Many drugs are associated with pulmonary eosinophilia; the most common are listed in Figure 4. Eosinophilic drug-induced pulmonary toxicity also provides a good example of toxicity from non-prescription medications. Contaminants of L-tryptophan, marketed for insomnia and depression, results in an eosinophilia-myalgia syndrome characterized by peripheral eosinophilia and severe myalgias, often accompanied by cough, dyspnea, respiratory muscle weakness, pulmonary infiltrates, and pleural effusion. Lung biopsies were notable for lymphocytic and eosinophilic infiltration and small and medium-vessel vasculitis. Severe cases of eosinophilia-myalgia syndrome result in respiratory failure and pulmonary hypertension.

The approach to eosinophilic lung disease must first exclude causes other than drugs. Since parasitic infections are the most common cause of eosinophilia worldwide, a travel history should be taken. Fungal pulmonary infections with Aspergillus species or Coccidioides immitis should be considered. Eosinophilic granulomatosis with polyangiitis, ABPA, and bronchocentric granulomatosis all may cause pulmonary or peripheral eosinophilia in patients with asthma.

A history of prolonged respiratory symptoms and imaging abnormalities is more consistent with chronic idiopathic eosinophilic pneumonia than acute drug-induced eosinophilic pneumonitis. Lab evaluation is usually nonspecific although a very elevated IgE level may be more suggestive of ABPA. Chest imaging is also rarely diagnostic. Bronchoscopy is helpful in identifying eosinophilia on BAL and in excluding other lung diseases such as infection and malignancy.

In most cases, withdrawal of drug results in resolution of eosinophilia and symptoms, but in some cases, such as drug-induced eosinophilic granulomatosis with polyangiitis, corticosteroids or other immunosuppressive medications may be necessary.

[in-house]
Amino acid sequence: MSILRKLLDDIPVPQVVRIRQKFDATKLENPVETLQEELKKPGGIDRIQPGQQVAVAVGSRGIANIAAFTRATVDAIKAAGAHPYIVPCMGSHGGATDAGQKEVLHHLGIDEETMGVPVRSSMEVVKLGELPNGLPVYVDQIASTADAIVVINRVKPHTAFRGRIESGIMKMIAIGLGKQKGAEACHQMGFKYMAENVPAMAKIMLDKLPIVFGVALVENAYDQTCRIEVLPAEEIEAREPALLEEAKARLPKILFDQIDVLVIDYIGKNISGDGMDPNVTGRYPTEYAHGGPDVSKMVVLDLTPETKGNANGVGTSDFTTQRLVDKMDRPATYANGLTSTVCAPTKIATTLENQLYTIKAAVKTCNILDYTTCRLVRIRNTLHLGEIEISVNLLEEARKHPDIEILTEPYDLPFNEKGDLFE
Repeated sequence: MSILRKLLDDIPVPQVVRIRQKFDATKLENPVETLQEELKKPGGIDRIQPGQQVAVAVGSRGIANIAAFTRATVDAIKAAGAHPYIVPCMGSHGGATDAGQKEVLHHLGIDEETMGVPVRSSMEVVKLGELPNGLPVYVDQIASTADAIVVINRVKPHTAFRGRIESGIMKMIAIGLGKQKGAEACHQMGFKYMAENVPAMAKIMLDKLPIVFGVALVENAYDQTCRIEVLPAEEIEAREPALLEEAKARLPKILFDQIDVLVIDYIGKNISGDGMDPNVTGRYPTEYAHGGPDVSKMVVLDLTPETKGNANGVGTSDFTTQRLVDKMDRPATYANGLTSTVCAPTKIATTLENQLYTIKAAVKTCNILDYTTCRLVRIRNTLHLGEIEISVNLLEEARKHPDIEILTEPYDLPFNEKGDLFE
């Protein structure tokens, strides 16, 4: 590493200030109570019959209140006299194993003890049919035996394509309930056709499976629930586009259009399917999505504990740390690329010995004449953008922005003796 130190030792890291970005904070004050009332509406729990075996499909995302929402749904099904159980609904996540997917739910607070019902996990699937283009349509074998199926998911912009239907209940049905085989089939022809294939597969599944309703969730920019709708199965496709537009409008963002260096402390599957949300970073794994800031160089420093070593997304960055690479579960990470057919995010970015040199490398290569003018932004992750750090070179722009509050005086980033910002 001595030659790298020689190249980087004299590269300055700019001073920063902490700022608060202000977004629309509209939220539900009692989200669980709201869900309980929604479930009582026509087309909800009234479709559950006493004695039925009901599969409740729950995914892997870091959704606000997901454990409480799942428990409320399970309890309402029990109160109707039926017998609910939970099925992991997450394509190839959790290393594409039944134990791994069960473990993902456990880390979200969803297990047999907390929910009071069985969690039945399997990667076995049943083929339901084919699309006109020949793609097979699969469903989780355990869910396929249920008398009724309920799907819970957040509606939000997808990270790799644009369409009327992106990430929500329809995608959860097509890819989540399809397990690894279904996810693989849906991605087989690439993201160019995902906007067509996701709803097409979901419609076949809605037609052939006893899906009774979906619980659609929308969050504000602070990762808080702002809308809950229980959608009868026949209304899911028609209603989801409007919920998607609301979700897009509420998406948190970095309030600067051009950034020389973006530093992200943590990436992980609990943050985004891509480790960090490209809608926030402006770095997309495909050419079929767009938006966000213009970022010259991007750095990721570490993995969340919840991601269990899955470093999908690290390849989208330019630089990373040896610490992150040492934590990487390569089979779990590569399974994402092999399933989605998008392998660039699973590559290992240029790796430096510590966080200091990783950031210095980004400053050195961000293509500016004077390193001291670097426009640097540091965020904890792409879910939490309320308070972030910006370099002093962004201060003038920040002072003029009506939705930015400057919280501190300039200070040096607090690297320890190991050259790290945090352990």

Drugs Associated with Noncardiogenic Pulmonary Edema and ARDS

Noncardiogenic pulmonary edema is a toxic complication of a number of drugs (Figure 5). Patients may demonstrate dyspnea, tachypnea, and hypoxia associated with mild interstitial or alveolar-filling radiographic findings or in severe cases may present with ARDS. These features are indistinguishable from other causes of ARDS.

Several narcotics, particularly morphine and methadone, have been implicated in development of pulmonary edema, as have illicit drugs like cocaine and heroin. Aspirin as a well-described cause of pulmonary edema appears to correlate with the level of salicylate intoxication. A number of cardiovascular drugs, including calcium channel blockers, epinephrine, and phenylephrine are also associated with this form of pulmonary toxicity. Several classes of neuropsychiatric drugs, including phenothiazines and tricyclic antidepressants, have also been identified.

Tocolytic agents are also known to cause noncardiogenic pulmonary edema; in these cases, risk factors include prolonged or high doses of tocolytic administration, underlying anemia, twin or multiple gestations, and sustained tachycardia, all of which add hemodynamic stress to the increased cardiac output imposed by pregnancy.

In most cases, drug toxicity manifesting as noncardiogenic pulmonary edema presents relatively rapidly, sometimes within hours. Withdrawal of medication and supportive care typically result in prompt resolution of abnormalities (within hours to days), except when drug toxicity occurs as ARDS, in which case mechanical ventilation or ICU care may be required.

Potentially life-threatening ARDS as a toxic drug reaction is more often described with chemotherapeutic agents. In rare cases, amiodarone and nitrofurantoin may cause ARDS. Amiodarone as a cause of respiratory failure has been reported particularly in the peri-operative setting or with pulmonary angiography. The half-life of amiodarone is long so withholding the drug before a procedure will not eliminate exposure. Most patients who take amiodarone have no difficulty with surgery, but the physician should be aware of the potential for ARDS.

Drugs Associated with Pulmonary Vascular Disease

Drug-induced pulmonary vascular disease may be evident as diffuse alveolar hemorrhage or pulmonary hypertension.